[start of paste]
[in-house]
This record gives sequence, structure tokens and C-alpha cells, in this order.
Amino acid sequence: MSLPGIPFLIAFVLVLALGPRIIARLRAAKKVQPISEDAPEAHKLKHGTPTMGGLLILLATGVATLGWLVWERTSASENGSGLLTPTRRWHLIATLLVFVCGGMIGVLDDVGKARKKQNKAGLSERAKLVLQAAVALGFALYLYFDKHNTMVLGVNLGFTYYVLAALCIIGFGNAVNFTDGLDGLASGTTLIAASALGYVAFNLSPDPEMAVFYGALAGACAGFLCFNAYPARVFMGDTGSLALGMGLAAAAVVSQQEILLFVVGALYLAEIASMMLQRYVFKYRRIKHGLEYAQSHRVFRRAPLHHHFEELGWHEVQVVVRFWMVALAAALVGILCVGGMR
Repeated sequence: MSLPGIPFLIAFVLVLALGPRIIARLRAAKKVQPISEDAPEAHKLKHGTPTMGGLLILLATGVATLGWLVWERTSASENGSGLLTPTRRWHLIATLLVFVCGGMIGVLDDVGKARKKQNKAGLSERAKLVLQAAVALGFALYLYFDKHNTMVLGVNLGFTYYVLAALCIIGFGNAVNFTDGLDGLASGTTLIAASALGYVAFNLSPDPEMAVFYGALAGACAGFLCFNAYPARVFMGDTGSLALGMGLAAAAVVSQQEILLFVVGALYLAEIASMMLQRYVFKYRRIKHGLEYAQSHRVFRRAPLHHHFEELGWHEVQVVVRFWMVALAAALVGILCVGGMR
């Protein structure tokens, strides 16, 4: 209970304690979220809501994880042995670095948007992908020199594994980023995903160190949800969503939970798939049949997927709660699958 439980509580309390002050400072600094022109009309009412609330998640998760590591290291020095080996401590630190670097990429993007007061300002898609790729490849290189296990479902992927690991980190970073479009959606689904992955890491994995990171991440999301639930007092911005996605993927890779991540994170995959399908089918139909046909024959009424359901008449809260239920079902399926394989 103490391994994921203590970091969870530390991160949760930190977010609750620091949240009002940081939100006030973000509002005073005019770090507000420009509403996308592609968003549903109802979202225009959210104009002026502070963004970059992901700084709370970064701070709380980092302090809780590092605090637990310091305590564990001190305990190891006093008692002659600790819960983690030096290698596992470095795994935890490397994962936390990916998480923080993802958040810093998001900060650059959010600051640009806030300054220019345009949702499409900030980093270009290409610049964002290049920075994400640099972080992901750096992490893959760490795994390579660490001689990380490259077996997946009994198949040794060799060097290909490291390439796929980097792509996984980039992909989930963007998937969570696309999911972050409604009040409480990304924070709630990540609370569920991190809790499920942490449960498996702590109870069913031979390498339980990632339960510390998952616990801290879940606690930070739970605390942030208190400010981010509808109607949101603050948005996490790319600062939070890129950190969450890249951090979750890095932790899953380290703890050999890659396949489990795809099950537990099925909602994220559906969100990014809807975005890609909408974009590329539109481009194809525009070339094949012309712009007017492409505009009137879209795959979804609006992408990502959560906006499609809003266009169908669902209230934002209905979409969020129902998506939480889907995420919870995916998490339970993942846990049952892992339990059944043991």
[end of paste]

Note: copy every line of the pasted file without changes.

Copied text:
[in-house]
This record gives sequence, structure tokens and C-alpha cells, in this order.
Amino acid sequence: MSLPGIPFLIAFVLVLALGPRIIARLRAAKKVQPISEDAPEAHKLKHGTPTMGGLLILLATGVATLGWLVWERTSASENGSGLLTPTRRWHLIATLLVFVCGGMIGVLDDVGKARKKQNKAGLSERAKLVLQAAVALGFALYLYFDKHNTMVLGVNLGFTYYVLAALCIIGFGNAVNFTDGLDGLASGTTLIAASALGYVAFNLSPDPEMAVFYGALAGACAGFLCFNAYPARVFMGDTGSLALGMGLAAAAVVSQQEILLFVVGALYLAEIASMMLQRYVFKYRRIKHGLEYAQSHRVFRRAPLHHHFEELGWHEVQVVVRFWMVALAAALVGILCVGGMR
Repeated sequence: MSLPGIPFLIAFVLVLALGPRIIARLRAAKKVQPISEDAPEAHKLKHGTPTMGGLLILLATGVATLGWLVWERTSASENGSGLLTPTRRWHLIATLLVFVCGGMIGVLDDVGKARKKQNKAGLSERAKLVLQAAVALGFALYLYFDKHNTMVLGVNLGFTYYVLAALCIIGFGNAVNFTDGLDGLASGTTLIAASALGYVAFNLSPDPEMAVFYGALAGACAGFLCFNAYPARVFMGDTGSLALGMGLAAAAVVSQQEILLFVVGALYLAEIASMMLQRYVFKYRRIKHGLEYAQSHRVFRRAPLHHHFEELGWHEVQVVVRFWMVALAAALVGILCVGGMR
């Protein structure tokens, strides 16, 4: 209970304690979220809501994880042995670095948007992908020199594994980023995903160190949800969503939970798939049949997927709660699958 439980509580309390002050400072600094022109009309009412609330998640998760590591290291020095080996401590630190670097990429993007007061300002898609790729490849290189296990479902992927690991980190970073479009959606689904992955890491994995990171991440999301639930007092911005996605993927890779991540994170995959399908089918139909046909024959009424359901008449809260239920079902399926394989 103490391994994921203590970091969870530390991160949760930190977010609750620091949240009002940081939100006030973000509002005073005019770090507000420009509403996308592609968003549903109802979202225009959210104009002026502070963004970059992901700084709370970064701070709380980092302090809780590092605090637990310091305590564990001190305990190891006093008692002659600790819960983690030096290698596992470095795994935890490397994962936390990916998480923080993802958040810093998001900060650059959010600051640009806030300054220019345009949702499409900030980093270009290409610049964002290049920075994400640099972080992901750096992490893959760490795994390579660490001689990380490259077996997946009994198949040794060799060097290909490291390439796929980097792509996984980039992909989930963007998937969570696309999911972050409604009040409480990304924070709630990540609370569920991190809790499920942490449960498996702590109870069913031979390498339980990632339960510390998952616990801290879940606690930070739970605390942030208190400010981010509808109607949101603050948005996490790319600062939070890129950190969450890249951090979750890095932790899953380290703890050999890659396949489990795809099950537990099925909602994220559906969100990014809807975005890609909408974009590329539109481009194809525009070339094949012309712009007017492409505009009137879209795959979804609006992408990502959560906006499609809003266009169908669902209230934002209905979409969020129902998506939480889907995420919870995916998490339970993942846990049952892992339990059944043991």